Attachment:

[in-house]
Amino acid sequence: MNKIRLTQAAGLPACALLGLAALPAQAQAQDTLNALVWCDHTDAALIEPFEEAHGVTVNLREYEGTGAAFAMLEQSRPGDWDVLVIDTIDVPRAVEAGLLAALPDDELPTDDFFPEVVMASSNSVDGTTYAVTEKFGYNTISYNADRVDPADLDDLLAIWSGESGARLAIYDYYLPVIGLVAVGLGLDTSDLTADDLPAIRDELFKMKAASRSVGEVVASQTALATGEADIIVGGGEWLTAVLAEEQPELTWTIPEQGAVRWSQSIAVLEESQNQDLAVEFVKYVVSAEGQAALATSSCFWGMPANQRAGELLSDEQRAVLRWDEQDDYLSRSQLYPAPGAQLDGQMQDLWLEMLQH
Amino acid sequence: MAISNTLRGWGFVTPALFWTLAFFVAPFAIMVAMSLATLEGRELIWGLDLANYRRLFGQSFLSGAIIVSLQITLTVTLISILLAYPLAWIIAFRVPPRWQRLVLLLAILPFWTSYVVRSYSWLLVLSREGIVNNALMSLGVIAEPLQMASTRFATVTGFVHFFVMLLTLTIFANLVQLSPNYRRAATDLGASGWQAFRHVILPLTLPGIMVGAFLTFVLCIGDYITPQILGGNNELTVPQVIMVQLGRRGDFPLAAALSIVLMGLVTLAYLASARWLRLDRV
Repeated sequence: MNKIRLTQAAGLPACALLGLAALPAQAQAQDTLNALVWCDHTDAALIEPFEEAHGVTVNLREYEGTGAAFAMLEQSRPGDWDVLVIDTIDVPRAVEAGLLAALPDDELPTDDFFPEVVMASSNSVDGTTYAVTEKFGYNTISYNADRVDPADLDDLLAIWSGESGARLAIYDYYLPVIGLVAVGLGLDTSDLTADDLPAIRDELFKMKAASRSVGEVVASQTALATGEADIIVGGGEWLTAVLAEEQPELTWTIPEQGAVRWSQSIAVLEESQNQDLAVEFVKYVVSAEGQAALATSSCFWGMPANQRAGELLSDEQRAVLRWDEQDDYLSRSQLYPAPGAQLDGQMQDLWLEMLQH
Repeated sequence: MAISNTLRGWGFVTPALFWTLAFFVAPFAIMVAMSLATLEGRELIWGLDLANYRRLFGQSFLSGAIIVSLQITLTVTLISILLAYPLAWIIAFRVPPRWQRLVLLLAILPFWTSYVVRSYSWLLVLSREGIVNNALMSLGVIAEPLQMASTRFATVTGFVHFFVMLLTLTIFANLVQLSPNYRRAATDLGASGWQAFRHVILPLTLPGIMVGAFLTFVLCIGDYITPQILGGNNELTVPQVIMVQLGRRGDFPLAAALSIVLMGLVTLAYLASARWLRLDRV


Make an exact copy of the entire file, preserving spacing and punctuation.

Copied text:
[in-house]
Amino acid sequence: MNKIRLTQAAGLPACALLGLAALPAQAQAQDTLNALVWCDHTDAALIEPFEEAHGVTVNLREYEGTGAAFAMLEQSRPGDWDVLVIDTIDVPRAVEAGLLAALPDDELPTDDFFPEVVMASSNSVDGTTYAVTEKFGYNTISYNADRVDPADLDDLLAIWSGESGARLAIYDYYLPVIGLVAVGLGLDTSDLTADDLPAIRDELFKMKAASRSVGEVVASQTALATGEADIIVGGGEWLTAVLAEEQPELTWTIPEQGAVRWSQSIAVLEESQNQDLAVEFVKYVVSAEGQAALATSSCFWGMPANQRAGELLSDEQRAVLRWDEQDDYLSRSQLYPAPGAQLDGQMQDLWLEMLQH
Amino acid sequence: MAISNTLRGWGFVTPALFWTLAFFVAPFAIMVAMSLATLEGRELIWGLDLANYRRLFGQSFLSGAIIVSLQITLTVTLISILLAYPLAWIIAFRVPPRWQRLVLLLAILPFWTSYVVRSYSWLLVLSREGIVNNALMSLGVIAEPLQMASTRFATVTGFVHFFVMLLTLTIFANLVQLSPNYRRAATDLGASGWQAFRHVILPLTLPGIMVGAFLTFVLCIGDYITPQILGGNNELTVPQVIMVQLGRRGDFPLAAALSIVLMGLVTLAYLASARWLRLDRV
Repeated sequence: MNKIRLTQAAGLPACALLGLAALPAQAQAQDTLNALVWCDHTDAALIEPFEEAHGVTVNLREYEGTGAAFAMLEQSRPGDWDVLVIDTIDVPRAVEAGLLAALPDDELPTDDFFPEVVMASSNSVDGTTYAVTEKFGYNTISYNADRVDPADLDDLLAIWSGESGARLAIYDYYLPVIGLVAVGLGLDTSDLTADDLPAIRDELFKMKAASRSVGEVVASQTALATGEADIIVGGGEWLTAVLAEEQPELTWTIPEQGAVRWSQSIAVLEESQNQDLAVEFVKYVVSAEGQAALATSSCFWGMPANQRAGELLSDEQRAVLRWDEQDDYLSRSQLYPAPGAQLDGQMQDLWLEMLQH
Repeated sequence: MAISNTLRGWGFVTPALFWTLAFFVAPFAIMVAMSLATLEGRELIWGLDLANYRRLFGQSFLSGAIIVSLQITLTVTLISILLAYPLAWIIAFRVPPRWQRLVLLLAILPFWTSYVVRSYSWLLVLSREGIVNNALMSLGVIAEPLQMASTRFATVTGFVHFFVMLLTLTIFANLVQLSPNYRRAATDLGASGWQAFRHVILPLTLPGIMVGAFLTFVLCIGDYITPQILGGNNELTVPQVIMVQLGRRGDFPLAAALSIVLMGLVTLAYLASARWLRLDRV